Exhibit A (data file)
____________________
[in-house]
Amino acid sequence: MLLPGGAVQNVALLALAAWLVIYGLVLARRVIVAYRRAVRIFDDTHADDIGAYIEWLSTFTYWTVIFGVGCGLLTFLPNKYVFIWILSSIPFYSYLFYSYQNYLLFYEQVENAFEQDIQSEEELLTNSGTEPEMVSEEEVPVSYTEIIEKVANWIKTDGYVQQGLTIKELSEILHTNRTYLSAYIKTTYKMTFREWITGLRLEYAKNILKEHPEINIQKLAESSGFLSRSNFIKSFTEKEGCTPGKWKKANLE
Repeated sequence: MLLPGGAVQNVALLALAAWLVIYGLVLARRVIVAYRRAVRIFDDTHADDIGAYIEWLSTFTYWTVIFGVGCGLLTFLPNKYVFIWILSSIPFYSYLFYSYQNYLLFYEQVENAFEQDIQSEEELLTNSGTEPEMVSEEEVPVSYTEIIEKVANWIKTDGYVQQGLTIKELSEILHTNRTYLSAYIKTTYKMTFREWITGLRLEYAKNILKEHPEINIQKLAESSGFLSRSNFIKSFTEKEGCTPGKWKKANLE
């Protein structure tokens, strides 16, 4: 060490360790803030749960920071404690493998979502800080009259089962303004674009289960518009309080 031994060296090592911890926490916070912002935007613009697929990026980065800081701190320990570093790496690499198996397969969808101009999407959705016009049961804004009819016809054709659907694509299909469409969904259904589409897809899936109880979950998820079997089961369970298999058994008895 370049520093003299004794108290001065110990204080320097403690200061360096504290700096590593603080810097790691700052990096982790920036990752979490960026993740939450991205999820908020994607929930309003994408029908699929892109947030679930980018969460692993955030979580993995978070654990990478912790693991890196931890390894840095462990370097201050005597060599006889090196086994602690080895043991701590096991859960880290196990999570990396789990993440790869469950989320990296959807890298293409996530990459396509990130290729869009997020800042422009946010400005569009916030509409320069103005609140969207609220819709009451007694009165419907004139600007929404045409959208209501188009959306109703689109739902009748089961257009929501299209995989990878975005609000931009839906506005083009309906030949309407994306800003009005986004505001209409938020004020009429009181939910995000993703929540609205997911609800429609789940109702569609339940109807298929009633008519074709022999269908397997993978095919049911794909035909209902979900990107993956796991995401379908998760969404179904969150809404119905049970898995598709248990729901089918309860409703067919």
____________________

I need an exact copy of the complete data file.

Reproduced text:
[in-house]
Amino acid sequence: MLLPGGAVQNVALLALAAWLVIYGLVLARRVIVAYRRAVRIFDDTHADDIGAYIEWLSTFTYWTVIFGVGCGLLTFLPNKYVFIWILSSIPFYSYLFYSYQNYLLFYEQVENAFEQDIQSEEELLTNSGTEPEMVSEEEVPVSYTEIIEKVANWIKTDGYVQQGLTIKELSEILHTNRTYLSAYIKTTYKMTFREWITGLRLEYAKNILKEHPEINIQKLAESSGFLSRSNFIKSFTEKEGCTPGKWKKANLE
Repeated sequence: MLLPGGAVQNVALLALAAWLVIYGLVLARRVIVAYRRAVRIFDDTHADDIGAYIEWLSTFTYWTVIFGVGCGLLTFLPNKYVFIWILSSIPFYSYLFYSYQNYLLFYEQVENAFEQDIQSEEELLTNSGTEPEMVSEEEVPVSYTEIIEKVANWIKTDGYVQQGLTIKELSEILHTNRTYLSAYIKTTYKMTFREWITGLRLEYAKNILKEHPEINIQKLAESSGFLSRSNFIKSFTEKEGCTPGKWKKANLE
């Protein structure tokens, strides 16, 4: 060490360790803030749960920071404690493998979502800080009259089962303004674009289960518009309080 031994060296090592911890926490916070912002935007613009697929990026980065800081701190320990570093790496690499198996397969969808101009999407959705016009049961804004009819016809054709659907694509299909469409969904259904589409897809899936109880979950998820079997089961369970298999058994008895 370049520093003299004794108290001065110990204080320097403690200061360096504290700096590593603080810097790691700052990096982790920036990752979490960026993740939450991205999820908020994607929930309003994408029908699929892109947030679930980018969460692993955030979580993995978070654990990478912790693991890196931890390894840095462990370097201050005597060599006889090196086994602690080895043991701590096991859960880290196990999570990396789990993440790869469950989320990296959807890298293409996530990459396509990130290729869009997020800042422009946010400005569009916030509409320069103005609140969207609220819709009451007694009165419907004139600007929404045409959208209501188009959306109703689109739902009748089961257009929501299209995989990878975005609000931009839906506005083009309906030949309407994306800003009005986004505001209409938020004020009429009181939910995000993703929540609205997911609800429609789940109702569609339940109807298929009633008519074709022999269908397997993978095919049911794909035909209902979900990107993956796991995401379908998760969404179904969150809404119905049970898995598709248990729901089918309860409703067919």